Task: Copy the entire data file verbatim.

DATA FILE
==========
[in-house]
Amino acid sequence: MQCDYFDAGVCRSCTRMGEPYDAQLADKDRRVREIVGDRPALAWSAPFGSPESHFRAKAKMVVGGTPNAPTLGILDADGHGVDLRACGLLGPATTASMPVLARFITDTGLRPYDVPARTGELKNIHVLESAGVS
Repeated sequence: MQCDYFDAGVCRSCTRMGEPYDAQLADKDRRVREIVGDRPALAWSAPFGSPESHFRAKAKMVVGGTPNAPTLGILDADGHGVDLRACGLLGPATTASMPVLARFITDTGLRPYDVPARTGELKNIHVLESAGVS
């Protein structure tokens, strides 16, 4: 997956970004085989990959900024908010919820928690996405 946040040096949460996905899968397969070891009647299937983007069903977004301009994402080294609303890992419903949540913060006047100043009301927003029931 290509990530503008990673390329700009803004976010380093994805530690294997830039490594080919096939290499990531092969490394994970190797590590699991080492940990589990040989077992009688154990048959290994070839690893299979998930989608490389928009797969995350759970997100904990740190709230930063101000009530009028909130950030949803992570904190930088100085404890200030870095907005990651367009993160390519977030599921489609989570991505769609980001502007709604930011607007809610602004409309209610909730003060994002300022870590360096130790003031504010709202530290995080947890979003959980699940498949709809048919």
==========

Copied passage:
[in-house]
Amino acid sequence: MQCDYFDAGVCRSCTRMGEPYDAQLADKDRRVREIVGDRPALAWSAPFGSPESHFRAKAKMVVGGTPNAPTLGILDADGHGVDLRACGLLGPATTASMPVLARFITDTGLRPYDVPARTGELKNIHVLESAGVS
Repeated sequence: MQCDYFDAGVCRSCTRMGEPYDAQLADKDRRVREIVGDRPALAWSAPFGSPESHFRAKAKMVVGGTPNAPTLGILDADGHGVDLRACGLLGPATTASMPVLARFITDTGLRPYDVPARTGELKNIHVLESAGVS
């Protein structure tokens, strides 16, 4: 997956970004085989990959900024908010919820928690996405 946040040096949460996905899968397969070891009647299937983007069903977004301009994402080294609303890992419903949540913060006047100043009301927003029931 290509990530503008990673390329700009803004976010380093994805530690294997830039490594080919096939290499990531092969490394994970190797590590699991080492940990589990040989077992009688154990048959290994070839690893299979998930989608490389928009797969995350759970997100904990740190709230930063101000009530009028909130950030949803992570904190930088100085404890200030870095907005990651367009993160390519977030599921489609989570991505769609980001502007709604930011607007809610602004409309209610909730003060994002300022870590360096130790003031504010709202530290995080947890979003959980699940498949709809048919």